Trump doing better in 'open' primaries; Cruz sees success in GOP-only contests

A pattern is starting to emerge that holds both promise and peril for Republican presidential front-runner Donald Trump:

Trump does better in “open” primary contests where members of either party can vote, while Texas Sen. Ted Cruz tends to do better in "closed" contests limited only to registered Republicans.

The pattern could lend credence to Cruz’s claim that he’s the “consistent conservative” in the race, and continue to pose challenges for Trump as more closed contests – including the critical Florida primary – loom on the election calendar.

But if Trump indeed is being boosted by crossover voters, it suggests he’s a stronger general election candidate than Democrats give him credit for.

“Trump’s got crossover appeal,” said Christopher C. Hull, former chief of staff for Cruz backer and Iowa Rep. Steve King.

To date, Trump has won a dozen contests, seven of which were open to voters regardless of party affiliation – and two of which have a hybrid system. He has won only three contests that were limited to registered Republicans – Nevada, Kentucky and Louisiana. (His victories in the latter two states were relatively tight.)

By contrast, five of Cruz’s six victories came in closed or semi-closed contests. The only exception was Texas, his home state.

Hull, president of the D.C.-based public affairs firm Issue Management Inc., who previously worked with an arm of a pro-Cruz super PAC, said this speaks to the kinds of voters each candidate appeals to. “Cruz’s supporters are conservatives, and Trump’s supporters are populists,” he said. “Some of [Trump’s supporters] are Reagan Democrats, some of them are Perot independents.”

But he said even though Cruz may be drawing in the grassroots conservatives, “It’s good to have crossover appeal.” He said Trump’s performance in the open primaries bodes well for his competitiveness in a general election.

Trump likes to boast he’s growing the party beyond its traditional base, bringing in Democrats and minorities and other groups who might not normally support a Republican candidate.

“Why can't the leaders of the Republican Party see that I am bringing in new voters by the millions-we are creating a larger, stronger party!” he tweeted after his Super Tuesday wins last week.

Still, Democrats – in public, anyway – doubt Trump, with his inflammatory rhetoric and controversial proposals, could truly build a big-tent campaign.

At Sunday’s Democratic debate, both Hillary Clinton and Bernie Sanders claimed they’d relish the opportunity to run against Trump in November, with Sanders even joking he’d give his “right arm.”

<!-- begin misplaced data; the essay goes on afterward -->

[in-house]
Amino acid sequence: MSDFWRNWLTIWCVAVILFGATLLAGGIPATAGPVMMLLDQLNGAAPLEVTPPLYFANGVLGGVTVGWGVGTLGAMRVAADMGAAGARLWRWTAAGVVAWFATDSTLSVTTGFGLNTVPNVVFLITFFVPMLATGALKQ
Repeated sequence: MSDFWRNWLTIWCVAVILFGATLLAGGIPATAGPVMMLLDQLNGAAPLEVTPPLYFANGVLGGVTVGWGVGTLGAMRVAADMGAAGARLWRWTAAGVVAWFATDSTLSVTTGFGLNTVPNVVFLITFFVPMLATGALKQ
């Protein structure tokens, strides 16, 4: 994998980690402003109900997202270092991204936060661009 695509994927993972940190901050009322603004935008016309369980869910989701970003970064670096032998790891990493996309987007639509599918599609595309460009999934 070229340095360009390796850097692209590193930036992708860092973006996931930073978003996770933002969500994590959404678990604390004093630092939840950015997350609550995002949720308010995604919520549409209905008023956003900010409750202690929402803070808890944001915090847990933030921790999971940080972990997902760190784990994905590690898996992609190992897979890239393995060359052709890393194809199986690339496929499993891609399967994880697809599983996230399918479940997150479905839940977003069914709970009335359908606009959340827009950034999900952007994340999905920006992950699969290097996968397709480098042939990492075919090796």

There may be another factor at play, though, in the contests thus far – and that is Cruz is performing better in the smaller, caucus states where organization matters most.

Republican strategist Adam Goodman, with The Victory Group, told he thinks the results so far are a “reflection of organization.”

“Cruz is very well-organized. I think he came into this campaign with a strong investment in social media and on-the-ground troops, and I think that pays off especially in caucus states and smaller states,” he said. “Donald Trump maybe is a lot of things, in his campaign as well, but his campaign will not be written about in the record books as having the most organized effort in America.”

The upcoming primary calendar, though, doesn’t necessarily favor one type of contest over the other.

Two states are holding closed Republican contests on Tuesday, Hawaii and Idaho. But another two are holding open contests, Michigan and Mississippi. And while Florida’s primary on March 15 is closed, the contests in Ohio, Illinois and Missouri are open.

Meanwhile, the other two Republican candidates are fighting to notch their own wins wherever they can.

Marco Rubio, who has only won contests in Minnesota and Puerto Rico, is banking on a victory in his home state of Florida but has been trailing Trump in the polls there. John Kasich, the Ohio governor who mounted a very short-lived presidential campaign in the 2000 race and has yet to win a contest this cycle, is vowing to win in his home state as well.

Even as Trump and Cruz dominate the contests, it is unclear whether anyone could gain the necessary 1,237 delegates needed to clinch the nomination before the July convention. As of Monday, Trump has 384 delegates; Cruz has 300; Rubio has 151; and Kasich has 37.